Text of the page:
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Butenafine

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Butenafine
File:Butenafine structure.svg
Systematic (IUPAC) name
[(4-tert-butylphenyl)methyl](methyl)(naphthalen-1-ylmethyl)amine
Clinical data
Trade names Mentax
AHFS/Drugs.com monograph
topical
Pharmacokinetic data
Metabolism Hepatic
Half-life 35-100 hours
Identifiers
101828-21-1 7pxY
D01AE23
PubChem CID 2484
DrugBank DB01091 7pxY
ChemSpider 2390 7pxY
UNII 91Y494NL0X 7pxY
KEGG D07596 7pxY
ChEBI CHEBI:3238 7pxY
ChEMBL CHEMBL990 7pxY
Chemical data
Formula C23H27N
317.47 g/mol
 14pxY (what is this?)  (verify)

Butenafine hydrochloride is a synthetic benzylamine antifungal, marketed under the trade names Mentax, Butop (India) and is the active ingredient in Schering-Plough's Lotrimin Ultra. It is structurally related to synthetic allylamine antifungals such as terbinafine.

Medical uses

Butenafine is indicated for the topical treatment of tinea (pityriasis) versicolor due to M. furfur, as well as athlete’s foot (Tinea pedis), ringworm (Tinea corporis) and jock itch (Tinea cruris) due to E. floccosum, T. mentagrophytes, T. rubrum, and T. tonsurans.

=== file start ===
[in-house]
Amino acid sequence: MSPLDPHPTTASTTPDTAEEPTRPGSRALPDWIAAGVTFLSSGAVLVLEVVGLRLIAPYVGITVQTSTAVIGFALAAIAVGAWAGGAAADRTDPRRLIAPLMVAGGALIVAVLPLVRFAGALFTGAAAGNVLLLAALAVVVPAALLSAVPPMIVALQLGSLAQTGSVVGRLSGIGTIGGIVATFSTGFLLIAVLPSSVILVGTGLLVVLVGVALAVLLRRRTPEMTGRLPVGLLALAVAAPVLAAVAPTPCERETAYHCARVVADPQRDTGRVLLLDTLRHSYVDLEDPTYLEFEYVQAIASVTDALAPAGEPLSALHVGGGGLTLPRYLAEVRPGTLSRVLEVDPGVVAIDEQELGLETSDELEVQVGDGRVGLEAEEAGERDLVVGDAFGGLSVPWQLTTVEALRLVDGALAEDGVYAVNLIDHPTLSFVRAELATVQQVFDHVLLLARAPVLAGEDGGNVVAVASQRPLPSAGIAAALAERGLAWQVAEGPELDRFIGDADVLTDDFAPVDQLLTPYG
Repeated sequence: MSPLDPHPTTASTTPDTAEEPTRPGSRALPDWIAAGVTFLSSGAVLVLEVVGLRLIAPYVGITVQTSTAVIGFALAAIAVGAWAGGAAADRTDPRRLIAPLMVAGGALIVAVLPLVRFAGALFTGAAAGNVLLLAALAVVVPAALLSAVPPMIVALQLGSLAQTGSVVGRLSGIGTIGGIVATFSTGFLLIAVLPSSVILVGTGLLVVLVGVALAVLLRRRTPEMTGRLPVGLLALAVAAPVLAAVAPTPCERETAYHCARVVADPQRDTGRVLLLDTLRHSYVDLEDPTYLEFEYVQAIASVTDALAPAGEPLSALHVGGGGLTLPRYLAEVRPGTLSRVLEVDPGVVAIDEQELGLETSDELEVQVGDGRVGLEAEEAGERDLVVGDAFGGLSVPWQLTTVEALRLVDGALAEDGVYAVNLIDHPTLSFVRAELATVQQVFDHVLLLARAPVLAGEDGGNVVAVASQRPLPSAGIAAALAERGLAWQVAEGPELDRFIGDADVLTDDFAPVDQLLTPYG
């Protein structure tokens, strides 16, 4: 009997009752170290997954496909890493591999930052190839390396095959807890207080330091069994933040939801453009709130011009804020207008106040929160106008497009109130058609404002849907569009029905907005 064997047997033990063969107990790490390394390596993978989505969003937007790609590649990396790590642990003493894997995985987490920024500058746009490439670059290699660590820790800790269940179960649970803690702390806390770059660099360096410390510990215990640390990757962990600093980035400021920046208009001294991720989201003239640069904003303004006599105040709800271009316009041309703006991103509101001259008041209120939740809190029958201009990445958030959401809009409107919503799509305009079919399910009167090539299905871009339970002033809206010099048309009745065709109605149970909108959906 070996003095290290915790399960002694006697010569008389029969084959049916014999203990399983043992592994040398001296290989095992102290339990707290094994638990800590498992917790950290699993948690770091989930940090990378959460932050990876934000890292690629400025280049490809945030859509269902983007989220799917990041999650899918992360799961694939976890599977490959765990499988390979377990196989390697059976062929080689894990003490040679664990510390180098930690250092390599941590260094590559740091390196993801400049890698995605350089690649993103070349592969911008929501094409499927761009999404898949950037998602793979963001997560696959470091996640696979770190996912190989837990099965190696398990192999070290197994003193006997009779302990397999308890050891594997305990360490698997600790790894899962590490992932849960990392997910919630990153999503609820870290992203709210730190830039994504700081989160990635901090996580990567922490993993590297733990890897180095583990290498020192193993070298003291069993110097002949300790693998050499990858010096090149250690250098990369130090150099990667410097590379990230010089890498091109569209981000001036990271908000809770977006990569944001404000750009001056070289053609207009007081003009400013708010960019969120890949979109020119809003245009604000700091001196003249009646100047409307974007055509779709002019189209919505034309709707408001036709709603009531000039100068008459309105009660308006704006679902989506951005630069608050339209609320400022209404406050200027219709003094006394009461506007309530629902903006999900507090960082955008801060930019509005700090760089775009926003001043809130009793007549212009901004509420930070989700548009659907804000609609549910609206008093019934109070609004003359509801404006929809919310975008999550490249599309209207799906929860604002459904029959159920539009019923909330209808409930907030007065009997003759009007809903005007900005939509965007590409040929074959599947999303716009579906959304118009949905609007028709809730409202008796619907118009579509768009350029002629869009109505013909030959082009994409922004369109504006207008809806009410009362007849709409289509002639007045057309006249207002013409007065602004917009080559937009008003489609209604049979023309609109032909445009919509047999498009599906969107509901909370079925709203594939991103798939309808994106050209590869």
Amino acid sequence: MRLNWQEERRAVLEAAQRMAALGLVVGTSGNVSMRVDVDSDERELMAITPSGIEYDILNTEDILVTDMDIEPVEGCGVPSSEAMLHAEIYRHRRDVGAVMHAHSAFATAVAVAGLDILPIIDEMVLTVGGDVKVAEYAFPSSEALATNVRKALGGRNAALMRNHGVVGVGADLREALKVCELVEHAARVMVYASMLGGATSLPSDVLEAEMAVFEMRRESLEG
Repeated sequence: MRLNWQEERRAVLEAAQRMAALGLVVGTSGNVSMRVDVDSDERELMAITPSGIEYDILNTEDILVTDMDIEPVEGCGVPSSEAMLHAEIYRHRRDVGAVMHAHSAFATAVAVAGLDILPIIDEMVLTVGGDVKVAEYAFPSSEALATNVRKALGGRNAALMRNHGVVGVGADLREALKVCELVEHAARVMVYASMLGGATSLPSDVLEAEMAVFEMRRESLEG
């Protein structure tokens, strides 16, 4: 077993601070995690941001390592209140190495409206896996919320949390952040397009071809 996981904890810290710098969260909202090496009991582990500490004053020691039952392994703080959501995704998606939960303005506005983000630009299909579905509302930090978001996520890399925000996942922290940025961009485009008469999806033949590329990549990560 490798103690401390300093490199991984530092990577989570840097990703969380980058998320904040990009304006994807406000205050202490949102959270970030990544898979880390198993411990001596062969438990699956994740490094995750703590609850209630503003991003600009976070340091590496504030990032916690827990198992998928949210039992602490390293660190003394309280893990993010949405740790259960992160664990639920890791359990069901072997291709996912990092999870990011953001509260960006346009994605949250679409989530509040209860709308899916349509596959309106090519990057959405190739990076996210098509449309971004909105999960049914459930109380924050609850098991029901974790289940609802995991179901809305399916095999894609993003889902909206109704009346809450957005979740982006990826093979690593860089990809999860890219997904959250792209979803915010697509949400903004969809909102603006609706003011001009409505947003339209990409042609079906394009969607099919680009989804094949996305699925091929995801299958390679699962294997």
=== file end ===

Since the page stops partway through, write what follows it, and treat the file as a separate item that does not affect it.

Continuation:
It also displays superior activity against Candida albicans than terbinafine and naftifine. Butenafine demonstrates low minimum inhibitory concentrations against Cryptococcus and Aspergillus.

There is some evidence that it is effective against dermatophyte infections of the toenails, but needs to be applied daily for prolonged periods (at least one year).[1]

Butenafine is typically available as a 1% topical cream.

Pharmacology

Butenafine hydrochloride is an odorless white crystalline powder that is freely soluble in methanol, ethanol, and chloroform, and slightly soluble in water.

Like the allylamine antifungals, butenafine works by inhibiting the synthesis of ergosterol by inhibiting squalene epoxidase, an enzyme responsible for the creation of sterols needed in fungal cell membranes. Lacking ergosterol, the cell membranes increase in permeability, allowing their contents to leak out.

Typical usage

For 1% cream

  • for adults and children 12 years and older
  • wash the affected skin with soap and water and dry completely before applying
  • apply once a day to affected skin for 2 weeks or as directed by a doctor
  • wash hands after each use
  • children under 12 years: ask a doctor

References

  1. ^ The Cochrane Library: Topical treatments for fungal infections of the skin and nails of the foot, 2009.

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